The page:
Baltimore school officials assured state lawmakers yesterday that their financial oversight has vastly improved in the past two years, since the period studied in a legislative audit that found controls severely lacking.
School board Chairman Brian D. Morris called the audit "a very good historical review of where we were at that time."
Timothy R. Brooks, the audit project manager, said his team also examined the first half of last school year and, when possible, went beyond that. He said auditors found problems with bank statement reconciliations in July.
Morris, schools Chief Executive Officer Bonnie S. Copeland and her top staff appeared before the Senate Budget and Taxation Committee and the House Appropriations and Ways and Means committees for a joint hearing on the audit, which was released Tuesday.
The audit primarily studied the 2003-2004 school year, when the school system laid off 1,000 employees and accepted a $42 million city bailout to get out from under a financial collapse.
The audit found, among other things, that the system had sent checks to dead employees, let people take vacation and sick time they hadn't earned and paid to transport special-education students to school on days they were absent.
Auditors made 23 recommendations covering every area they studied. Copeland said the system has implemented 13 of those recommendations and made significant progress toward implementing nine others, leaving one. She said the system has recovered all but $600 of checks issued to dead employees.
"We hope we will never again see reports of deceased employees being paid," she said.
The chairman of the city's Senate delegation, Nathaniel J. McFadden, said he would introduce legislation to require a follow-up review in Baltimore and Maryland's other 23 school systems to ensure that problems found by auditors are corrected.
A law passed in 2004 requires the state Office of Legislative Audits to conduct a thorough financial review of all 24 systems within six years. The law specified that the two systems with deficits at the time, those in Baltimore and Prince George's County, were to be audited first.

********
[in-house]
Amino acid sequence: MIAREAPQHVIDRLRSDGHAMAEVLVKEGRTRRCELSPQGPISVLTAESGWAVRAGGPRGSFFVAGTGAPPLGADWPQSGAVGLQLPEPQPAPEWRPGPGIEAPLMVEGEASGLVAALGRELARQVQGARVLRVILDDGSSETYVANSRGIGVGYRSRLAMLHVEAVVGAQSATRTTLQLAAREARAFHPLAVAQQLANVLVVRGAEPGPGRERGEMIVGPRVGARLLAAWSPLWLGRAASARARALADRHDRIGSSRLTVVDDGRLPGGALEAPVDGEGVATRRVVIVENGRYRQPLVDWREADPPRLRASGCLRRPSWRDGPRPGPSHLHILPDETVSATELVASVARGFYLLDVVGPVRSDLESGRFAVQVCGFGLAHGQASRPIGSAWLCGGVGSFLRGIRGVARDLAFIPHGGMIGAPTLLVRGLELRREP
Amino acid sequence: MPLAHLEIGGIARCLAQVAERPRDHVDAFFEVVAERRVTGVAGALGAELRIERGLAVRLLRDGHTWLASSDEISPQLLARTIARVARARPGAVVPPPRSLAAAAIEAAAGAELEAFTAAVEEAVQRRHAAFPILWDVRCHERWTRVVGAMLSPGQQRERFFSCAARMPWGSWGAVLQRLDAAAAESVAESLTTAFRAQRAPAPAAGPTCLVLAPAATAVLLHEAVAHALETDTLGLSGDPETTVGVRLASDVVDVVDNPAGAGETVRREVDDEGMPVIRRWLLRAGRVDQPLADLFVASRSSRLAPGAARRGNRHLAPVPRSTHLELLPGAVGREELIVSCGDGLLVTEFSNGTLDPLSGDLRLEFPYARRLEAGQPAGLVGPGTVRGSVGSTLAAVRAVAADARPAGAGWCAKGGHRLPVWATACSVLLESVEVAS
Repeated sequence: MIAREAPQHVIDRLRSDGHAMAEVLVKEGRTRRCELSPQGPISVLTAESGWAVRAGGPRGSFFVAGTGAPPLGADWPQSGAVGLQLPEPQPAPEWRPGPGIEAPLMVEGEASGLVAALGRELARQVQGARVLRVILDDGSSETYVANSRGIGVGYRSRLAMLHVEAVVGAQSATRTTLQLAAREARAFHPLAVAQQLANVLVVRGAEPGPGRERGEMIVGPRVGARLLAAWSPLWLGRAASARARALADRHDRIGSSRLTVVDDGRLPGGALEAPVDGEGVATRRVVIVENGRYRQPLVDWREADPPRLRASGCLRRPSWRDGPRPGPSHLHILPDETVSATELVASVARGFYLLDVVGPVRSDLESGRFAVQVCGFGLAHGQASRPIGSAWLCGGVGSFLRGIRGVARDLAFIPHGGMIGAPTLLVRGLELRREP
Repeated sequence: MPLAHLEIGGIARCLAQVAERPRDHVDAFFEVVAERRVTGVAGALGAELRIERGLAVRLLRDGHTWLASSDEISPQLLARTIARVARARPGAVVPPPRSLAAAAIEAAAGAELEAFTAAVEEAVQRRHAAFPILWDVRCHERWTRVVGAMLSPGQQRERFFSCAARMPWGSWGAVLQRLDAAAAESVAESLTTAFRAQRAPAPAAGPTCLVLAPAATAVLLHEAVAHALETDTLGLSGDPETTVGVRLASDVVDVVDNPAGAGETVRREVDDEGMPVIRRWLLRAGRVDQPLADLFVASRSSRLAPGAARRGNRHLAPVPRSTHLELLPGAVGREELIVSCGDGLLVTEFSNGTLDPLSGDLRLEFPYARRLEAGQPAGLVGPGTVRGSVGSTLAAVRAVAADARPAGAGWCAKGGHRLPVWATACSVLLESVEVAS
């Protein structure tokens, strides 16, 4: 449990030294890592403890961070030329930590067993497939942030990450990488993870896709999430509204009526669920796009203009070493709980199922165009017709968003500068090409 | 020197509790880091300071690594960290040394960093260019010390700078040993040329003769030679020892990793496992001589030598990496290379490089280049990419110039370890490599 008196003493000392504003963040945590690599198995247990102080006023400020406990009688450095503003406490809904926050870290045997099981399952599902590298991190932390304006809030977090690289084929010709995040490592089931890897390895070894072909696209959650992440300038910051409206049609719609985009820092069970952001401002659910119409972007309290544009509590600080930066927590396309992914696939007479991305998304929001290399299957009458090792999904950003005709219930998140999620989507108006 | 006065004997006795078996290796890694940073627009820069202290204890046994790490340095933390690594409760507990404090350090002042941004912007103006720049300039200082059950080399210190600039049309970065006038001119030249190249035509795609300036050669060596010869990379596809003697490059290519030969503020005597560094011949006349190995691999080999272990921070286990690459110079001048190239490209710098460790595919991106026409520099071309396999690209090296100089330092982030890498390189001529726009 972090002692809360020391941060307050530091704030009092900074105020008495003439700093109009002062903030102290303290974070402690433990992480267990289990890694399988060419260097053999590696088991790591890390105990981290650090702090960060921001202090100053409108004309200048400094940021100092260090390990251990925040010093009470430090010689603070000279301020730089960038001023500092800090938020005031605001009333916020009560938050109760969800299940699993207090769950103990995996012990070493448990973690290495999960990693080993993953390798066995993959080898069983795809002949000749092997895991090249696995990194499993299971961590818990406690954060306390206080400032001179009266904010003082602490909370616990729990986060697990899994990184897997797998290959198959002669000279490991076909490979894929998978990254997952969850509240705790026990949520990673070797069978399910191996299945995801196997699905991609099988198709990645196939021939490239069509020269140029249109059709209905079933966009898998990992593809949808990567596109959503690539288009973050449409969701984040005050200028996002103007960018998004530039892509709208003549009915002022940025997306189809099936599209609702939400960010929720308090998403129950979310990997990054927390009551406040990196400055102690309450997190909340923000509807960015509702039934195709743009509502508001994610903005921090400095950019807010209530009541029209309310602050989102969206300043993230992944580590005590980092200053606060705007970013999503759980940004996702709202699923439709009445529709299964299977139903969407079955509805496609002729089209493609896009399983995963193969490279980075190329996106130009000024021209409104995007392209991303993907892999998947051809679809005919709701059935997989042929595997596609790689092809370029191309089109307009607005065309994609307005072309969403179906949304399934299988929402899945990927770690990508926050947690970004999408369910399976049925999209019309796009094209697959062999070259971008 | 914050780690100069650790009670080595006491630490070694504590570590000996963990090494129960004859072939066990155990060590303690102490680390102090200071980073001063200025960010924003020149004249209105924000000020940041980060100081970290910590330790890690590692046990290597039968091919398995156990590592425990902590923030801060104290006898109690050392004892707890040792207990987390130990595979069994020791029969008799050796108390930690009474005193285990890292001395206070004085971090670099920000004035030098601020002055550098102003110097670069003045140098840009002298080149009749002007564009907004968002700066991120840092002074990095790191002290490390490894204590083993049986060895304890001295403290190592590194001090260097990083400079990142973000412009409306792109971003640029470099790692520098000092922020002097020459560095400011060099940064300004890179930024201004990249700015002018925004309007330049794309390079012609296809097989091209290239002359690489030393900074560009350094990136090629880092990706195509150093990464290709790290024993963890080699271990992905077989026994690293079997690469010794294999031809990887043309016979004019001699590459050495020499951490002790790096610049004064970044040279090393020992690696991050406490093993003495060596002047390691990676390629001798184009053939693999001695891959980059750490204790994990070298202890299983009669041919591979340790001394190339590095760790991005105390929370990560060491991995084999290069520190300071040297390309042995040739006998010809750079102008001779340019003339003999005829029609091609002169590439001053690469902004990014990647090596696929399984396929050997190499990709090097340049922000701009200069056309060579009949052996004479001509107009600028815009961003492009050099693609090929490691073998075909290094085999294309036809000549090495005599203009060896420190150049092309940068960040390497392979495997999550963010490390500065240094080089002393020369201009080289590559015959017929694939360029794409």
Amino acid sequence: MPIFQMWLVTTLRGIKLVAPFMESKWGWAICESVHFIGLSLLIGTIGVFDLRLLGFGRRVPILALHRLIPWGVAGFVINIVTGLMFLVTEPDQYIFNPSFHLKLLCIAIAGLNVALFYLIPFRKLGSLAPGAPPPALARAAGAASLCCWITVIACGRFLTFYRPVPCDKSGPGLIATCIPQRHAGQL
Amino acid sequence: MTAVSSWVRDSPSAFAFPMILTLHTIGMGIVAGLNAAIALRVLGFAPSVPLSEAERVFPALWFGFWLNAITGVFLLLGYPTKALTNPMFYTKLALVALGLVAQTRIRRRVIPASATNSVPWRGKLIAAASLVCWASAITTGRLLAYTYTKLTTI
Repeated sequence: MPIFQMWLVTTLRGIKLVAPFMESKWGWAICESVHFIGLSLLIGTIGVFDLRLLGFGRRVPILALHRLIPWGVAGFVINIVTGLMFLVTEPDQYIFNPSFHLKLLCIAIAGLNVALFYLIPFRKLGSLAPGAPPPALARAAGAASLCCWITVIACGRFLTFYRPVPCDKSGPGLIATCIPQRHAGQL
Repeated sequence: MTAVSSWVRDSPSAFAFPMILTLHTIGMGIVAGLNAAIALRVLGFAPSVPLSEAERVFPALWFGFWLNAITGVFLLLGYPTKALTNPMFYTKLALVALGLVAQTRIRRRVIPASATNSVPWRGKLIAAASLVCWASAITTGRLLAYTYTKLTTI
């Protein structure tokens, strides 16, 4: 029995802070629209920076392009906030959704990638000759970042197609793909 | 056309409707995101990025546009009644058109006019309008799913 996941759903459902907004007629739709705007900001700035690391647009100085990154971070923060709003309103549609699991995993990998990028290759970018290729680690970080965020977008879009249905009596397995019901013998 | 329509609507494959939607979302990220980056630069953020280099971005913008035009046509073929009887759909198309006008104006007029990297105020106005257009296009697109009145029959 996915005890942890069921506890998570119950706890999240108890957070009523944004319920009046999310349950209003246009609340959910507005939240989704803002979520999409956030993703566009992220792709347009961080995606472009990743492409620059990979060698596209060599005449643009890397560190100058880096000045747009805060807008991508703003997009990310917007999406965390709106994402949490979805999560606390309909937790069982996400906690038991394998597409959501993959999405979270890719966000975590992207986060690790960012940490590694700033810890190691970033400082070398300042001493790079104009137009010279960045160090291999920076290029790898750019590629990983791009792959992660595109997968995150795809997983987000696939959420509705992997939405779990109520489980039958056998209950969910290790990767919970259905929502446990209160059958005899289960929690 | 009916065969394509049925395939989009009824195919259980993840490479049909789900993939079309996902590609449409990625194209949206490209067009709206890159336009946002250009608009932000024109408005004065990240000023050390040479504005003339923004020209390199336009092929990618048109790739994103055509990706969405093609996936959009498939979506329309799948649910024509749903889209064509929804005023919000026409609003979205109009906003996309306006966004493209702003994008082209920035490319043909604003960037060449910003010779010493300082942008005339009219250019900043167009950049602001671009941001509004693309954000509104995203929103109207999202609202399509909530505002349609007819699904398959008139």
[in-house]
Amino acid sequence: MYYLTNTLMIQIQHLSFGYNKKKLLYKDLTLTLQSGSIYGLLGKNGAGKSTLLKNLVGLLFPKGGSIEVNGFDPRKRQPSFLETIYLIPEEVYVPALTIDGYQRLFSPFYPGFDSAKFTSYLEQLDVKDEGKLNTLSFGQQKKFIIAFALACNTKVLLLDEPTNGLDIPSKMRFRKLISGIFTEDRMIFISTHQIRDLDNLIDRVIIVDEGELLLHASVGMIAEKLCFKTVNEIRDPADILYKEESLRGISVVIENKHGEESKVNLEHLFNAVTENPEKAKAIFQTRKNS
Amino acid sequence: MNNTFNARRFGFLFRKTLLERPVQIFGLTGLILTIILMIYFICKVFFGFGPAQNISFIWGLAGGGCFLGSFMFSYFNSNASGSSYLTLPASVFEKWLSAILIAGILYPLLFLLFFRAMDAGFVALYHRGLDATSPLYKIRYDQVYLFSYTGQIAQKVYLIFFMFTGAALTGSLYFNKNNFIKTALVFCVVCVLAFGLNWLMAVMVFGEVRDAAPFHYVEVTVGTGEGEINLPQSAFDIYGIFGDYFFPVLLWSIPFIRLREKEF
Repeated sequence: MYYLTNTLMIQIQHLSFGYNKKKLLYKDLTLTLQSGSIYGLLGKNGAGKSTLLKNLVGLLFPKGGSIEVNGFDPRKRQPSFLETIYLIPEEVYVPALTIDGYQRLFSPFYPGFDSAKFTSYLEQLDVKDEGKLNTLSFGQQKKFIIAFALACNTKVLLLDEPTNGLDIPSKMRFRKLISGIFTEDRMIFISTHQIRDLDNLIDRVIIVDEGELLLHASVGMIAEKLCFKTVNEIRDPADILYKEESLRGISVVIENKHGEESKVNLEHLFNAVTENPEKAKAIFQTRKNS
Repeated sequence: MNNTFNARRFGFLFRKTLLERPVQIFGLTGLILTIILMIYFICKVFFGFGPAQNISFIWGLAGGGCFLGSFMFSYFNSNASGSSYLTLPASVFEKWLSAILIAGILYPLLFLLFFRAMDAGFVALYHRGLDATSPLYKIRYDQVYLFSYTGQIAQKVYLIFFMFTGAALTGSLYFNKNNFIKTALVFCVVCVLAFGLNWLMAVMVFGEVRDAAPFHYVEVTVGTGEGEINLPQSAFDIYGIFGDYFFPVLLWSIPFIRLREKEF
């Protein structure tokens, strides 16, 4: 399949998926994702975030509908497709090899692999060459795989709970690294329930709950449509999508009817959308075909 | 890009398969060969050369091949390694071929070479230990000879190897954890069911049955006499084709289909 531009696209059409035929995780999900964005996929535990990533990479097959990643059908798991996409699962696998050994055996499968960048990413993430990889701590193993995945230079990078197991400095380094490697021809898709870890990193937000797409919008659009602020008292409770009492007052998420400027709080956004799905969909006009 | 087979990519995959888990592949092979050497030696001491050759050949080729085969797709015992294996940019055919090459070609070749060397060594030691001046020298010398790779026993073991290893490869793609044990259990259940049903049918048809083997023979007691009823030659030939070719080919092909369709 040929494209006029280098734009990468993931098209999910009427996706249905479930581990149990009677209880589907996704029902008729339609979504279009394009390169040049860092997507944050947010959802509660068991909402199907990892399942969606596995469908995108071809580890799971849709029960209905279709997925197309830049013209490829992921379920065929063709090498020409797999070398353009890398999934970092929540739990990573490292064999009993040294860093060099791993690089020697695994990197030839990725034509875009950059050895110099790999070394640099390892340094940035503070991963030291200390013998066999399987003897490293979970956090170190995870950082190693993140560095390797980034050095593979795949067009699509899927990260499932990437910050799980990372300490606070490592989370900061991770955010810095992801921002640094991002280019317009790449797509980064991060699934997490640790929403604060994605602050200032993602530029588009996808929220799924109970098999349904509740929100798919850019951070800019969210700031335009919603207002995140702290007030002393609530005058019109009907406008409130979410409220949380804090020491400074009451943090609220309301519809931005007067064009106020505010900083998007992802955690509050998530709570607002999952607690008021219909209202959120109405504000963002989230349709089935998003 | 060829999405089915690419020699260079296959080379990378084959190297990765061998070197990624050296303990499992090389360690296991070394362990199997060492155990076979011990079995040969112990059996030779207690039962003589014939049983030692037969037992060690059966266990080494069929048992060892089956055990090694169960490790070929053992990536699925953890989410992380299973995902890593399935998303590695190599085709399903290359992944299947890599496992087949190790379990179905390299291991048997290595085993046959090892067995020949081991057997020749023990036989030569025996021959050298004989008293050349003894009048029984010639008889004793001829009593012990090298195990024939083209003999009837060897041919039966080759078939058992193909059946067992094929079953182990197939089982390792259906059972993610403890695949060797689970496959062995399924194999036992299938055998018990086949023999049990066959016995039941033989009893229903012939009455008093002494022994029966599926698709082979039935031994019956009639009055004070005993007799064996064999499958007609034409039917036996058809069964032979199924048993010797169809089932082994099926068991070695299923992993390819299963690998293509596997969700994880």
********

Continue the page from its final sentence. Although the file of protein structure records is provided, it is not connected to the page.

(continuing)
The Prince George's audit, released Wednesday and also a subject of the hearing yesterday, contained many findings similar to those in the Baltimore audit.
In both systems, "we were taken aback by some of the problems we found," said Gregory A. Hook, director of the performance audit division at the Office of Legislative Audits.
Because school systems had told legislators that they were under constant scrutiny, Hook said, auditors expected that certain basic controls, such as contract monitoring, would be in effect.
John Walker, the Baltimore school system's interim chief financial officer, said those controls exist now. He also said he will investigate five cases in which auditors found children of system employees were receiving taxi rides to school without documentation that they had disabilities making that service necessary.
Yellow Transportation, one of two companies that provides taxi services to special-education students, released a statement yesterday disputing an audit finding that the system was violating state regulations by paying flat rates, rather than metered rates, for taxi services.
Most of the legislators at yesterday's hearing spared Copeland and her staff from tough questioning, but Sen. Rona E. Kramer, a Montgomery County Democrat, demanded to know what sanctions had been imposed on employees who lost copies of contracts, among other missteps.
"I can assure you there have been consequences," Copeland said.